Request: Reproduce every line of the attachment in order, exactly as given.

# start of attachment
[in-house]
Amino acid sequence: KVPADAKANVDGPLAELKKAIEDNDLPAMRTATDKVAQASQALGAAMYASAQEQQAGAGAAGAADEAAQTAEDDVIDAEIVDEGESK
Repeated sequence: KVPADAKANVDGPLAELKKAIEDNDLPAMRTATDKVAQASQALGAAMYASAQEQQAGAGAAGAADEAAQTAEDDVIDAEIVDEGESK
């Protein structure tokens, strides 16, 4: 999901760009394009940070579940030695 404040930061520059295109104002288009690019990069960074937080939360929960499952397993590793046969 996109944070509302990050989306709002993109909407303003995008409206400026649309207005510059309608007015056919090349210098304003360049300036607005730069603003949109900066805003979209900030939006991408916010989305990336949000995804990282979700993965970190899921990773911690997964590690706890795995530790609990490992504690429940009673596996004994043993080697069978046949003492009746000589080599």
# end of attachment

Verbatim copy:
[in-house]
Amino acid sequence: KVPADAKANVDGPLAELKKAIEDNDLPAMRTATDKVAQASQALGAAMYASAQEQQAGAGAAGAADEAAQTAEDDVIDAEIVDEGESK
Repeated sequence: KVPADAKANVDGPLAELKKAIEDNDLPAMRTATDKVAQASQALGAAMYASAQEQQAGAGAAGAADEAAQTAEDDVIDAEIVDEGESK
């Protein structure tokens, strides 16, 4: 999901760009394009940070579940030695 404040930061520059295109104002288009690019990069960074937080939360929960499952397993590793046969 996109944070509302990050989306709002993109909407303003995008409206400026649309207005510059309608007015056919090349210098304003360049300036607005730069603003949109900066805003979209900030939006991408916010989305990336949000995804990282979700993965970190899921990773911690997964590690706890795995530790609990490992504690429940009673596996004994043993080697069978046949003492009746000589080599």